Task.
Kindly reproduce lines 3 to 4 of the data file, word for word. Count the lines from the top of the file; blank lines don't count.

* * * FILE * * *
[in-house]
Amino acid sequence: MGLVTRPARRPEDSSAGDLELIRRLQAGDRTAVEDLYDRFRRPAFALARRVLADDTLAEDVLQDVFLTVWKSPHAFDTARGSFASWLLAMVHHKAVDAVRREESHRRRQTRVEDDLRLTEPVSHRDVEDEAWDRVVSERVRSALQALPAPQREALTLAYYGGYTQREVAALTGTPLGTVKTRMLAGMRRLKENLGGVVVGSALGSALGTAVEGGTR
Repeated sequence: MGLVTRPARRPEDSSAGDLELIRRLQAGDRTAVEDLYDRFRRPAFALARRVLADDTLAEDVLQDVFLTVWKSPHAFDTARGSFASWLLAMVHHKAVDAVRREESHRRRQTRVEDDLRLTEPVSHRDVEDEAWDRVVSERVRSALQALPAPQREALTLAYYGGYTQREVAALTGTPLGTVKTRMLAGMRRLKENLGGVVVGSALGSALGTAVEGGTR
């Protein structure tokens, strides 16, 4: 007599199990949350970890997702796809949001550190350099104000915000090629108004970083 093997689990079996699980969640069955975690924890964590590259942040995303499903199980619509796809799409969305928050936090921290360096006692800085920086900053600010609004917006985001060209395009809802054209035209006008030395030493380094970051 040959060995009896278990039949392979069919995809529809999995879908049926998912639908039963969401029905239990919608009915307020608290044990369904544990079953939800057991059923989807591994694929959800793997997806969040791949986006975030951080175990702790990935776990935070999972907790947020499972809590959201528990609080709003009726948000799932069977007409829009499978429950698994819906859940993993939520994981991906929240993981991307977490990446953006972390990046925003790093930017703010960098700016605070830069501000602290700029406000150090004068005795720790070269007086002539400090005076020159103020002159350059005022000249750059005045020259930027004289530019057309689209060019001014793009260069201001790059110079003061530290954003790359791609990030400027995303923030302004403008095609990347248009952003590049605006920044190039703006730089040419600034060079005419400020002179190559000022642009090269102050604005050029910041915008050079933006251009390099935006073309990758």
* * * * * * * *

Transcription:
Repeated sequence: MGLVTRPARRPEDSSAGDLELIRRLQAGDRTAVEDLYDRFRRPAFALARRVLADDTLAEDVLQDVFLTVWKSPHAFDTARGSFASWLLAMVHHKAVDAVRREESHRRRQTRVEDDLRLTEPVSHRDVEDEAWDRVVSERVRSALQALPAPQREALTLAYYGGYTQREVAALTGTPLGTVKTRMLAGMRRLKENLGGVVVGSALGSALGTAVEGGTR
């Protein structure tokens, strides 16, 4: 007599199990949350970890997702796809949001550190350099104000915000090629108004970083 093997689990079996699980969640069955975690924890964590590259942040995303499903199980619509796809799409969305928050936090921290360096006692800085920086900053600010609004917006985001060209395009809802054209035209006008030395030493380094970051 040959060995009896278990039949392979069919995809529809999995879908049926998912639908039963969401029905239990919608009915307020608290044990369904544990079953939800057991059923989807591994694929959800793997997806969040791949986006975030951080175990702790990935776990935070999972907790947020499972809590959201528990609080709003009726948000799932069977007409829009499978429950698994819906859940993993939520994981991906929240993981991307977490990446953006972390990046925003790093930017703010960098700016605070830069501000602290700029406000150090004068005795720790070269007086002539400090005076020159103020002159350059005022000249750059005045020259930027004289530019057309689209060019001014793009260069201001790059110079003061530290954003790359791609990030400027995303923030302004403008095609990347248009952003590049605006920044190039703006730089040419600034060079005419400020002179190559000022642009090269102050604005050029910041915008050079933006251009390099935006073309990758």